Wednesday, May 25, 2011

QEMU Dev Documentation

The one thing I've found lacking in the QEMU project is source code documentation. There are several papers on the technology behind the emulation features in QEMU, but not a lot of information is out there about how each piece is implemented except for the source code (which for the most part lacks useful comments). This creates a bit of a barrier to entry for new developers on the project, and is actually one of the reasons I did not start contributing to QEMU during the school year, as I didn't have the time to devote to get up to speed.

As I've begun to explore this myself, I decided that I'd make a list of links that I've found helpful in getting up to speed. Since I've found that there really are now good sources for organizational details of the source code other than the source code itself, I decided that I will do my part and contribute to some of that documentation later on in the summer. :
This is the official documentation for QEMU that mostly focuses on users, but also has a little bit of information for new developers and some useful links. :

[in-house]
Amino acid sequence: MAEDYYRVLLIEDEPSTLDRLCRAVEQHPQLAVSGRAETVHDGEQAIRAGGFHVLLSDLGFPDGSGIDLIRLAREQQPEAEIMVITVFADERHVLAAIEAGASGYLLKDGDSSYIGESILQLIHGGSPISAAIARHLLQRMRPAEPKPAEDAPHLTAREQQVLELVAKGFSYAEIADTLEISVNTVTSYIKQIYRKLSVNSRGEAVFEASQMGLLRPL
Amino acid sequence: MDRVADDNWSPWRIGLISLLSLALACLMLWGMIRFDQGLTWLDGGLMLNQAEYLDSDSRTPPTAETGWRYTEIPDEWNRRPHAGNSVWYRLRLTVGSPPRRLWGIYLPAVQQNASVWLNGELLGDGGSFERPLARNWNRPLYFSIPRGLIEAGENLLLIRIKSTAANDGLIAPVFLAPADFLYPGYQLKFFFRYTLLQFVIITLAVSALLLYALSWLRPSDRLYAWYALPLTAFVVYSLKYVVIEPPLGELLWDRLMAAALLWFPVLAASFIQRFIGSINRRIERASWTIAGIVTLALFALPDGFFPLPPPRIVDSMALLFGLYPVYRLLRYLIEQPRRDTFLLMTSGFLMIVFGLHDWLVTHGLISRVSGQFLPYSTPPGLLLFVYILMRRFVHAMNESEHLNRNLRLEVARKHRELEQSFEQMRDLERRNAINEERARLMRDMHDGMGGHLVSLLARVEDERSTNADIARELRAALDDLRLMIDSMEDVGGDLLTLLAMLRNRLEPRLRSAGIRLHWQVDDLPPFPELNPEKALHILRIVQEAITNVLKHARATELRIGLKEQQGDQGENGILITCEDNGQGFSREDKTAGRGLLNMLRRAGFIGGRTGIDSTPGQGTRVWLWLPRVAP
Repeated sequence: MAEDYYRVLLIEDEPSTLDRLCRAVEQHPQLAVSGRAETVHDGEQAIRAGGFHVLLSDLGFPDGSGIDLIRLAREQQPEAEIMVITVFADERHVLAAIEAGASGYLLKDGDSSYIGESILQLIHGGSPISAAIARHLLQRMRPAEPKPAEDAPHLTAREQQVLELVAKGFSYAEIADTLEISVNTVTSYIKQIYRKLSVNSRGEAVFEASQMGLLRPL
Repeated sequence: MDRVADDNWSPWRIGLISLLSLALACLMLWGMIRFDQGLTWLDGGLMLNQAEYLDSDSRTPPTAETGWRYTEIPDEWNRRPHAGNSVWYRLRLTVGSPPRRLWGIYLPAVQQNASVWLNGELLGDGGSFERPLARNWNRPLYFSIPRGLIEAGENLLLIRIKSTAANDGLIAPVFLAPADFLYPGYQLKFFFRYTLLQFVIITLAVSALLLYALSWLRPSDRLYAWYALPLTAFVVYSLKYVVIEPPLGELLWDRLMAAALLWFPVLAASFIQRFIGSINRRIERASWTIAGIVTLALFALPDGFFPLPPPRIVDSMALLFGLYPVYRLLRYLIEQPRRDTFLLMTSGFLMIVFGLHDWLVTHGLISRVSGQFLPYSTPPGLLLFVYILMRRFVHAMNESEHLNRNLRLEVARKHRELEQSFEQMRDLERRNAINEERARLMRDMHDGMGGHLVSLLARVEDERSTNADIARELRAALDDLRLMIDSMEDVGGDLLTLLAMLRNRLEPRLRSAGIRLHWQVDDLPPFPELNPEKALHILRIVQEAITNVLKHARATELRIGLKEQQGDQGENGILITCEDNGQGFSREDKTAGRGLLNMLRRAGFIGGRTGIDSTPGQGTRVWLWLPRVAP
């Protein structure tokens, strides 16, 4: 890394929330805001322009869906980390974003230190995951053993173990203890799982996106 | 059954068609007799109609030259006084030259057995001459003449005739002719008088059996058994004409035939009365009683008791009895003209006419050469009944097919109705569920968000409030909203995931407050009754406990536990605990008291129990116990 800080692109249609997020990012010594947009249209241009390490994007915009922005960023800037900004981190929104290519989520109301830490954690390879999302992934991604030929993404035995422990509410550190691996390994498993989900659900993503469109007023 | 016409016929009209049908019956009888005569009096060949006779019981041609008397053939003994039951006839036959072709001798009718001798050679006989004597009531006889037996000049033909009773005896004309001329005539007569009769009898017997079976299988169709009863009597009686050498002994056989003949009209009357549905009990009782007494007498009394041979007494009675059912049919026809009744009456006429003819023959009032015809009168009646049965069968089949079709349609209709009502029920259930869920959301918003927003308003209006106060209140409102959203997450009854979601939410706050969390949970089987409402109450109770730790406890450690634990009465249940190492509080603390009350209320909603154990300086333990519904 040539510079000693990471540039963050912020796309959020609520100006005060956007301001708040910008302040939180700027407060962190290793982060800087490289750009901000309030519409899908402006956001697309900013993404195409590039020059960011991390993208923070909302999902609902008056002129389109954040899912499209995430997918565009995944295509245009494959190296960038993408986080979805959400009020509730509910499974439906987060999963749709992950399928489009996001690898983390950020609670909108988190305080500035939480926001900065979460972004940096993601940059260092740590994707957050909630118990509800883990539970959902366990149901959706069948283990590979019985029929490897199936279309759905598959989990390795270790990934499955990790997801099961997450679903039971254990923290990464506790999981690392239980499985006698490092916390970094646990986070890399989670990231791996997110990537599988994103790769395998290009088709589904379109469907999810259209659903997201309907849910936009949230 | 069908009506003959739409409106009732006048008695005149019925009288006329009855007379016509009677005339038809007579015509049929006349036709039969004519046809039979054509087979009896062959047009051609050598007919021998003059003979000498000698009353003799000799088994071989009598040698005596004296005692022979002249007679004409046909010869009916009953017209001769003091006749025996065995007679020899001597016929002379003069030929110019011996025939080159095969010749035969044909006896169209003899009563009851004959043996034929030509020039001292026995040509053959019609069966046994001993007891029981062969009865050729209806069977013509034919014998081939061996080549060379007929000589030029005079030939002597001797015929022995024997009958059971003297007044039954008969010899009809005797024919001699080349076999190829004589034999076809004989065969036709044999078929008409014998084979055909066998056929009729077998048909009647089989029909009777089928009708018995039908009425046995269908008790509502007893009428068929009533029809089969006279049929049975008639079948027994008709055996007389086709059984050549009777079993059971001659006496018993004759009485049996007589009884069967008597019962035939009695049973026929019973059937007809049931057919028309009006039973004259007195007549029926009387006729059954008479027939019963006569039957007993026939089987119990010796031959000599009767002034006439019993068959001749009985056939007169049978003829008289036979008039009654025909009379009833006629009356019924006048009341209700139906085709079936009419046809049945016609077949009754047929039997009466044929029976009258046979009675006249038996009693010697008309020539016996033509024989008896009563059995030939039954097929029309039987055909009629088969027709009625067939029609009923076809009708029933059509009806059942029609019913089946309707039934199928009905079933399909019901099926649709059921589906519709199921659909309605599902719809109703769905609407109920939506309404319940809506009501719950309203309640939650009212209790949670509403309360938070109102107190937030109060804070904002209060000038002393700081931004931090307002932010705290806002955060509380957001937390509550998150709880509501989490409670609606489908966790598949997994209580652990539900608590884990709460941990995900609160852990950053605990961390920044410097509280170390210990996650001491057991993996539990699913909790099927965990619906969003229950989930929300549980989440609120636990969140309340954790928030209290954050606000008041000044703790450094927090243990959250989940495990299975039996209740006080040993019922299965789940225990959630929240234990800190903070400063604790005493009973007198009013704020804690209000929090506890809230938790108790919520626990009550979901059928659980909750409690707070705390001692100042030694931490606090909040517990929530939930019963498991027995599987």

These are some slides from a presentation given by Chad Kersey on QEMU Internals that focuses mainly on dynamic translation and basic block chaining. It also notes where some of those internal features are located in the source code, so it's easy to start browsing the code. :
This link is generated from the qemu-tech.texi file located in the source tree. While this copy may be up to date, it would be safer to generate this document yourself from the source code tree. The qemu-tech document describes the internals of QEMU, while the other .texi files in the source tree provide user documentation.
The QEMU source code. All the documentation is there in the form of source code.

A technical paper by Fabrice Bellard discussing the original internals of QEMU. This paper is from 2005, so the details may have changed significantly.**Edit: As noted in the comments below, this is extremely out of date, so don't read it unless you're interested in the project's history.

1 comment:

  1. The Bellard 2005 paper is now seriously out of date and perhaps two thirds of it are now
    actively misleading for modern QEMU. In particular:
    * dyngen is gone, and we now have a more conventional code generator backend (TCG)
    * system emulation always uses the software mmu, not mmap
    * we have a proper register allocator built in to TCG

    The Kersey presentation looks like a good overview that's still valid for the current sources.

    The qemu-tech document is actually shipped in the qemu git tree (as a .texi file that's
    built in to an HTML version.)